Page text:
This post was written by John P. Feldman and Anthony E. DiResta.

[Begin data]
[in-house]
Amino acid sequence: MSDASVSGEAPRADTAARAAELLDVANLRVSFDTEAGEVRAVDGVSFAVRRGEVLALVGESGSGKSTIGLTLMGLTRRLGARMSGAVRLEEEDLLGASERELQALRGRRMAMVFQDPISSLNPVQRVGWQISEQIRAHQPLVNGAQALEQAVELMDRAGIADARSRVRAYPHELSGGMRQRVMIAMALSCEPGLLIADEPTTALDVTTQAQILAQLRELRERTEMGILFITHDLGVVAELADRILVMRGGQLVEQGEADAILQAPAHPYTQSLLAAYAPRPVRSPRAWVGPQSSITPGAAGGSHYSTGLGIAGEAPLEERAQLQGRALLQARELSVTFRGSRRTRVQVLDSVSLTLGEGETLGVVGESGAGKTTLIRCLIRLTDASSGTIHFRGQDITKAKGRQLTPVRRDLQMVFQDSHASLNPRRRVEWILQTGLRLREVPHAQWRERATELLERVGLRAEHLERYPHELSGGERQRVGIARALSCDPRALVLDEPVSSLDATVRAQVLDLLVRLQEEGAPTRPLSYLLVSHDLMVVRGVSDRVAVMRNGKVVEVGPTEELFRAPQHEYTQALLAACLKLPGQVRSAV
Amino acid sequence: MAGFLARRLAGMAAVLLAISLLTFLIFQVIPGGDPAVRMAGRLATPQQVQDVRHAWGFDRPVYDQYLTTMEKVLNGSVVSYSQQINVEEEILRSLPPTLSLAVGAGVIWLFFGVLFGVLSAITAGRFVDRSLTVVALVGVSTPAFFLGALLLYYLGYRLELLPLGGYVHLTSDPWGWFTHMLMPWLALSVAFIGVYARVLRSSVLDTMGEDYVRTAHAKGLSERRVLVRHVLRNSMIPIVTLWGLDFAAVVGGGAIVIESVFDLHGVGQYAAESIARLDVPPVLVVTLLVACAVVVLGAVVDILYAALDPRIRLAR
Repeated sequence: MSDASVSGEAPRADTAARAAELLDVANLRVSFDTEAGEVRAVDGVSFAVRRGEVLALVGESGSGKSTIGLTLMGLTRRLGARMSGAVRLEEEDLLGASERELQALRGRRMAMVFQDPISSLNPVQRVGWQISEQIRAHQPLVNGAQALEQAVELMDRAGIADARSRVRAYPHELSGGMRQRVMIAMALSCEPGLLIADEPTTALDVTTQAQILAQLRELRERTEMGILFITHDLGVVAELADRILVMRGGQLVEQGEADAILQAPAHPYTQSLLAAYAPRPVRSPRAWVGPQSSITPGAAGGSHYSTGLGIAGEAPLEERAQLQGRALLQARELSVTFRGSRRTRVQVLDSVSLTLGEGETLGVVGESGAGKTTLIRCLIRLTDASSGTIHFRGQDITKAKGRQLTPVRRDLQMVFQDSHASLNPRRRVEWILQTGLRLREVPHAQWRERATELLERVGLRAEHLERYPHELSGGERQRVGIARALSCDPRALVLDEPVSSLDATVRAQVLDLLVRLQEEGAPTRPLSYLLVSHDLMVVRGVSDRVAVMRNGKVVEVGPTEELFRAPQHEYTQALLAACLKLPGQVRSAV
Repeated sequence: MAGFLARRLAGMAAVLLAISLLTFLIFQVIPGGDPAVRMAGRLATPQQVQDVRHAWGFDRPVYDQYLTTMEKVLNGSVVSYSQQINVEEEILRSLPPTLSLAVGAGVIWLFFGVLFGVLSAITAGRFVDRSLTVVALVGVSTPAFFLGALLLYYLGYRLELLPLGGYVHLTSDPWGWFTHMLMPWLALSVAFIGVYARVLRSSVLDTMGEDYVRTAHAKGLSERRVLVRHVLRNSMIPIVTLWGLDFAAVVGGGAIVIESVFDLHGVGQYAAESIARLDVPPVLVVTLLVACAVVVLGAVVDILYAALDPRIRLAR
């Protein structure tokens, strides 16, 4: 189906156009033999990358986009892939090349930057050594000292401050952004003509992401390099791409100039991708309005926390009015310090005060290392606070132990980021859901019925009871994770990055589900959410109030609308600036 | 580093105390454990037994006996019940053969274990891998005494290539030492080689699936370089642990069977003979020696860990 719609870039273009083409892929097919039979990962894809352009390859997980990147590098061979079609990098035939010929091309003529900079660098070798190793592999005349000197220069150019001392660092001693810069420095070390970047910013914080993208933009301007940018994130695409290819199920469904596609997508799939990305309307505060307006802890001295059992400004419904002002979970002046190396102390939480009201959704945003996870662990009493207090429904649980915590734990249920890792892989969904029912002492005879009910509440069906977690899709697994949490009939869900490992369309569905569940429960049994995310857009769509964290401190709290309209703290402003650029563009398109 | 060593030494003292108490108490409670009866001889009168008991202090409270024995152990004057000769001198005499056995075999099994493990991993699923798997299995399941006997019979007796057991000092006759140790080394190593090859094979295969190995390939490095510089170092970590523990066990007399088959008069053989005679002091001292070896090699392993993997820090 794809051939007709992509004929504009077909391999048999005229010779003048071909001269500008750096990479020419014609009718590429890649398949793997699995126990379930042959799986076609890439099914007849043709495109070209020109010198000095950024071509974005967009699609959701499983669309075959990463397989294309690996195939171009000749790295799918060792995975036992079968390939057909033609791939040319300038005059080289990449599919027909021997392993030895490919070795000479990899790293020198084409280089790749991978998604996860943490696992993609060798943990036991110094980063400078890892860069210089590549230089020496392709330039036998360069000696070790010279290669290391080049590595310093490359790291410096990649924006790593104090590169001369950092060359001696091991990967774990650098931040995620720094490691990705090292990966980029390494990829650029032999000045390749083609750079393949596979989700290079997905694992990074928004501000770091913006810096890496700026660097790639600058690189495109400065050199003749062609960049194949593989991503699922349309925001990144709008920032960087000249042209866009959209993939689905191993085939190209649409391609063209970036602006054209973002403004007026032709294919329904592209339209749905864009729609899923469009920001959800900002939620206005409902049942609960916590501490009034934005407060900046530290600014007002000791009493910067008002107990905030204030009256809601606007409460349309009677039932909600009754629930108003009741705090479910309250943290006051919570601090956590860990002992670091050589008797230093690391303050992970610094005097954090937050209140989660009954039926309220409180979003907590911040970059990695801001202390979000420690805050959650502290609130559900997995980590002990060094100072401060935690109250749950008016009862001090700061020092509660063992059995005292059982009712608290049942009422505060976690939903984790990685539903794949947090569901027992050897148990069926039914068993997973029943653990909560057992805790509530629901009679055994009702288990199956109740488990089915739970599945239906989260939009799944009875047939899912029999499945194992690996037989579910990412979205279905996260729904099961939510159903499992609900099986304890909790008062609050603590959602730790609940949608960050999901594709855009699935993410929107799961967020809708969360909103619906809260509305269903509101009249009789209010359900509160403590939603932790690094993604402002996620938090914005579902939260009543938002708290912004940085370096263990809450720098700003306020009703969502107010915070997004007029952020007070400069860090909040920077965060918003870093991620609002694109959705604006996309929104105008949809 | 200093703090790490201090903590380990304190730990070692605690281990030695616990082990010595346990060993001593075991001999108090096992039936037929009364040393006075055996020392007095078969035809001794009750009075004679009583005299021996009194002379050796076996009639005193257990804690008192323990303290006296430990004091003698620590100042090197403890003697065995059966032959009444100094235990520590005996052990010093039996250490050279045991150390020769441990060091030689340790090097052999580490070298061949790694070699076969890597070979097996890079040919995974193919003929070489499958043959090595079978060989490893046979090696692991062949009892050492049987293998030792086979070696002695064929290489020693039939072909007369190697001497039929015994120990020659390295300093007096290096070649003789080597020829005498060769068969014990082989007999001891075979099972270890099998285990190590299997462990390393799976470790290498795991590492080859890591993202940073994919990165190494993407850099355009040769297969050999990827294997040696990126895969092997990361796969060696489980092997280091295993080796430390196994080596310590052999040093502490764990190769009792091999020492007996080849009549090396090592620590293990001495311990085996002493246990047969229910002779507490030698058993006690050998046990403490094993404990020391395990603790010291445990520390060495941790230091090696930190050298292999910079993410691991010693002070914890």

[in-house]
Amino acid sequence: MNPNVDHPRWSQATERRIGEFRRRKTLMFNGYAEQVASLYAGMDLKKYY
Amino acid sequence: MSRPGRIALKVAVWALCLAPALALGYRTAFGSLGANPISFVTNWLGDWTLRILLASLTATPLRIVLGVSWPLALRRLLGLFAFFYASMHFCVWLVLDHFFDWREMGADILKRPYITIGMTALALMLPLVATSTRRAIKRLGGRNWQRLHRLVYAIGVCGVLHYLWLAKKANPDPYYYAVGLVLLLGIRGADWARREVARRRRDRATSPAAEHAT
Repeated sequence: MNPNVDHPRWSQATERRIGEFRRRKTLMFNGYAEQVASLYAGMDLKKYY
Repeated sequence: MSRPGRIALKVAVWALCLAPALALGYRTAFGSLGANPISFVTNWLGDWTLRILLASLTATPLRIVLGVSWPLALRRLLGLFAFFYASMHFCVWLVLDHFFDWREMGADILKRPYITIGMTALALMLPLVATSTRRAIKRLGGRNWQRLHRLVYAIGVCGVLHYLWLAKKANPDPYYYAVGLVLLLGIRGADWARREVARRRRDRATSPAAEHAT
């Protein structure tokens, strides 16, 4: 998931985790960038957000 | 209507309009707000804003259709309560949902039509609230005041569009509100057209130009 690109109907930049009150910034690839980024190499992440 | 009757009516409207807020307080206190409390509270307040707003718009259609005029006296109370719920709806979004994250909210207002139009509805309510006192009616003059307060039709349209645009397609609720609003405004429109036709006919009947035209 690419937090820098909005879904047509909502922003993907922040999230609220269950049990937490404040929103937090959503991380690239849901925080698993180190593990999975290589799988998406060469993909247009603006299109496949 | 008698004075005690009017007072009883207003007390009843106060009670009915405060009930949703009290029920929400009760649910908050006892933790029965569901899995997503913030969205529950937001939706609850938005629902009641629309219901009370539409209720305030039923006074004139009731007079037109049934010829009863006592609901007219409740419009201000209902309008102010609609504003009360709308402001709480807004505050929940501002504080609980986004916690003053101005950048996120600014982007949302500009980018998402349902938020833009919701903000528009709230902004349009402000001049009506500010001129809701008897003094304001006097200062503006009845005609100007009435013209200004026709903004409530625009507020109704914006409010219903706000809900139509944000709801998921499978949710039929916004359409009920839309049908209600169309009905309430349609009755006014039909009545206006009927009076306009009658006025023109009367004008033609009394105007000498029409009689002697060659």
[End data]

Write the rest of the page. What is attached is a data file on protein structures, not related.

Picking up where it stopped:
One of the most frequent strategies employed by advertisers is to let the consumer hear about the advertised product or service from a third party, someone other than the advertiser itself. At its root, an endorsement or testimonial when used in advertising is the advertiser’s way of saying, “Don’t just take my word for how wonderful my product or service is, listen to this unbiased person whose opinion you should rely upon to make a purchasing decision.” The Federal Trade Commission (FTC or Commission) originally published Guides Concerning the Use of Endorsement and Testimonials in Advertising (The Guides) in 1972. The Guides have not been updated since 1980. In January, 2007, the FTC sought comments on proposed modifications and updates to the Guides. In particular, the Commission sought comments on whether so-called “disclaimers of typicality,” statements like “Results not typical” or “Your results may vary,” should continue to be a valid way to communicate that a testimonial does not represent experiences consumers will generally achieve with the advertised product or service.
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